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It isn't just Marines in sick call

7 Apr 2004 | Cpl. Shawn C. Rhodes

Daily sick call is often the only opportunity for Marines to get looked at by a doctor and receive medication.  However, it isn't just Marines seeing the doctors and taking advantage of the medical care offered here.

"When I see someone come in here, I don't see America, Iraqi, Marine or enemy," said Navy Petty Officer 3rd Class Kwele D. Jones, a hospital corpsman with 2nd Battalion, 2nd Marine Regiment. 

The 28 year-old Rosedale, N.Y. sailor continued, "I don't see any of that.  I just see a patient."

Half a dozen Iraqis have sought medical care from the Shock Trauma Platoon here, a field version of a civilian emergency room.  Most of the Iraqis treated were wounded in encounters with the Marines at checkpoints.

"Most of the Iraqis I see come through here have been injured by not stopping soon enough at checkpoints," said Lance Cpl Dorian T. Bailey, a 22-yearold motor transport operation from Philadelphia.  "The line companies on the scene bring them back here to us.  We treat any wounded here, it's our job."

The team prides themselves on equal and fair treatment, for Marines and potential enemy alike.

"If we had a bad guy in here, we'd treat him the same way, and he'd get the same medical treatment as a Marine," Bailey said. 

There are a few exceptions, though.

"We'd have him restrained and would make sure he wasn't heavily sedated or anything so he could be questioned," he added.

All civilian patients who are treated at the STP are kept company by an armed guard to ensure the security of both the patients and the corpsmen and Marines in the camp.

"We don't usually restrain civilians, but if he threatened our safety, we would," Jones explained.  "We'd do the same for a Marine if he was a danger to himself or others too."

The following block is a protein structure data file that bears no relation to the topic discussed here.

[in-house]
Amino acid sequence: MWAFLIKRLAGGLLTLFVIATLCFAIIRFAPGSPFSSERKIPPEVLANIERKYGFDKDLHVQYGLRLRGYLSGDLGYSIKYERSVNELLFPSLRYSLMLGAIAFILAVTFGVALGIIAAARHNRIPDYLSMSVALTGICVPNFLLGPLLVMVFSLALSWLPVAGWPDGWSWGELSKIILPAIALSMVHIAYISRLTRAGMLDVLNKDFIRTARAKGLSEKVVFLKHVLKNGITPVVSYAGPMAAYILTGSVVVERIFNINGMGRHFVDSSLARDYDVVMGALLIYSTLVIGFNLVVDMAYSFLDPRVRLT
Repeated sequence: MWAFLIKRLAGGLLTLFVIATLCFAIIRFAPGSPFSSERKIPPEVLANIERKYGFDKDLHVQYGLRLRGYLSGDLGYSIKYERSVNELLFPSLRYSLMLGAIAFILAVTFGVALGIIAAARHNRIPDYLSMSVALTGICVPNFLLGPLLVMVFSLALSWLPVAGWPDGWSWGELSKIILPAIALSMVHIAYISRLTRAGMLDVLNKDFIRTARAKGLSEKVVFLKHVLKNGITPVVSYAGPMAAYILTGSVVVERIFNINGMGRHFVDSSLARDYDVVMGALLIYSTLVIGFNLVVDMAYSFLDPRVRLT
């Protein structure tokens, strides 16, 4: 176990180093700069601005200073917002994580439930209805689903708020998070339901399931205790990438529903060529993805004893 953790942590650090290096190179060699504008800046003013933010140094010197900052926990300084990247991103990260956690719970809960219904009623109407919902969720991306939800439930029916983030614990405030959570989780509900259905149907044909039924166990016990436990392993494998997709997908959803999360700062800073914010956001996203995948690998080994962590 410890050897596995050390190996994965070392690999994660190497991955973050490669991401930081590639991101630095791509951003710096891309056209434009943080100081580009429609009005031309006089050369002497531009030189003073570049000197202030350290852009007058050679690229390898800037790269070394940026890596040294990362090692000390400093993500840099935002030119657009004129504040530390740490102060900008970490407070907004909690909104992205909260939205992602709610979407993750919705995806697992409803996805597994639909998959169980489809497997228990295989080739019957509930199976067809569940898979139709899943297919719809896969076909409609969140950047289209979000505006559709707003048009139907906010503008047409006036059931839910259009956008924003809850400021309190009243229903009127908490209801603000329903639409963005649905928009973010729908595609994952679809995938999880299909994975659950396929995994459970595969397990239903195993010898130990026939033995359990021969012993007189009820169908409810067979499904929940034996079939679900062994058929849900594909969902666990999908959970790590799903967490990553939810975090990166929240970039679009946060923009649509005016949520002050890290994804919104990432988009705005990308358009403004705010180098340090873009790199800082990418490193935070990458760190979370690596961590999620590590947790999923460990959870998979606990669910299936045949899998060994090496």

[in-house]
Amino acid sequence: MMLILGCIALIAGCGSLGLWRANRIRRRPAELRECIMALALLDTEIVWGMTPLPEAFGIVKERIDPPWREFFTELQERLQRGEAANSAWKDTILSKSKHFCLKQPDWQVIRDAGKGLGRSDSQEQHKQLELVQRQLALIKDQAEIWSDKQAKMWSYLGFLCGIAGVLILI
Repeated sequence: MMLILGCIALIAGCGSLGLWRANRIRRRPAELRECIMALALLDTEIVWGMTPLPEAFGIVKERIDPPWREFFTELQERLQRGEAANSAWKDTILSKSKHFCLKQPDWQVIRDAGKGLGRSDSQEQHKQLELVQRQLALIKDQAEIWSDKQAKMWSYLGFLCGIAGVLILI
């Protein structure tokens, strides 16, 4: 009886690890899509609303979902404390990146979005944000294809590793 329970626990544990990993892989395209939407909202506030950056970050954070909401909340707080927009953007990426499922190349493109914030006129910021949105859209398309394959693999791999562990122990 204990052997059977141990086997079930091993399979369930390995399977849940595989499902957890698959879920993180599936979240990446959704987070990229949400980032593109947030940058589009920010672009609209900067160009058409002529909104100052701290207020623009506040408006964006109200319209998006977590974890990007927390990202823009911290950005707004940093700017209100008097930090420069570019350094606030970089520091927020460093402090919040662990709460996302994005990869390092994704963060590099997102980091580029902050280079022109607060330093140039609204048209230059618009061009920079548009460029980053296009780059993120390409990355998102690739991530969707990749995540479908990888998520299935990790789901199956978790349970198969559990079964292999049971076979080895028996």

The team at shock trauma has treated the full spectrum of ailments, from minor problems to those that are life threatening.

"We've seen gunshot wounds and shrapnel wounds which require surgical treatment here," said Lt. Charles F. Youngblood, the battalion surgeon.  "Any bullet wound is a dirty wound, and most likely there would be a high infection rate.  We're increasing their chances of living, even if it's a superficial shrapnel wound.

"Ideally, we would like their wounds to be somehow involved with the Coalition Forces," added the Omaha, Neb. doctor.  "Everyone who walks up the front gate can't be treated.  However, when we turn people away, it is for stuff they can get treatment for at a hospital in town."

Because of the fair and even treatment afforded to all patients here, Iraqi insurgents are sometimes brought to the base in connection with an attack against Coalition Forces.  If they are wounded, their wounds are treated.

"Sometimes it's unpopular... but part of winning the hearts and minds is to give people care they wouldn't normally be able to get."